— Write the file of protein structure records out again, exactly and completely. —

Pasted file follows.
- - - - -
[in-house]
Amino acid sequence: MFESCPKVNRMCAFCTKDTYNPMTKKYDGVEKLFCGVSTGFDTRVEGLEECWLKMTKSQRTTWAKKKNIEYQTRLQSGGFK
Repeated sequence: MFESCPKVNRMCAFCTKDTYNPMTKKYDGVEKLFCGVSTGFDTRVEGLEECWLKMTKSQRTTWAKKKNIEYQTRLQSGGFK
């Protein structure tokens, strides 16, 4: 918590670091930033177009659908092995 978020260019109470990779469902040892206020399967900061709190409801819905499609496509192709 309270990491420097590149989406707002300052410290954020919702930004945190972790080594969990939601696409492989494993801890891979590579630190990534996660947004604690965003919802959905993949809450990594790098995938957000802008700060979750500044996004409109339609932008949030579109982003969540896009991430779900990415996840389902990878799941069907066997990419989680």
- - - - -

[in-house]
Amino acid sequence: MFESCPKVNRMCAFCTKDTYNPMTKKYDGVEKLFCGVSTGFDTRVEGLEECWLKMTKSQRTTWAKKKNIEYQTRLQSGGFK
Repeated sequence: MFESCPKVNRMCAFCTKDTYNPMTKKYDGVEKLFCGVSTGFDTRVEGLEECWLKMTKSQRTTWAKKKNIEYQTRLQSGGFK
């Protein structure tokens, strides 16, 4: 918590670091930033177009659908092995 978020260019109470990779469902040892206020399967900061709190409801819905499609496509192709 309270990491420097590149989406707002300052410290954020919702930004945190972790080594969990939601696409492989494993801890891979590579630190990534996660947004604690965003919802959905993949809450990594790098995938957000802008700060979750500044996004409109339609932008949030579109982003969540896009991430779900990415996840389902990878799941069907066997990419989680």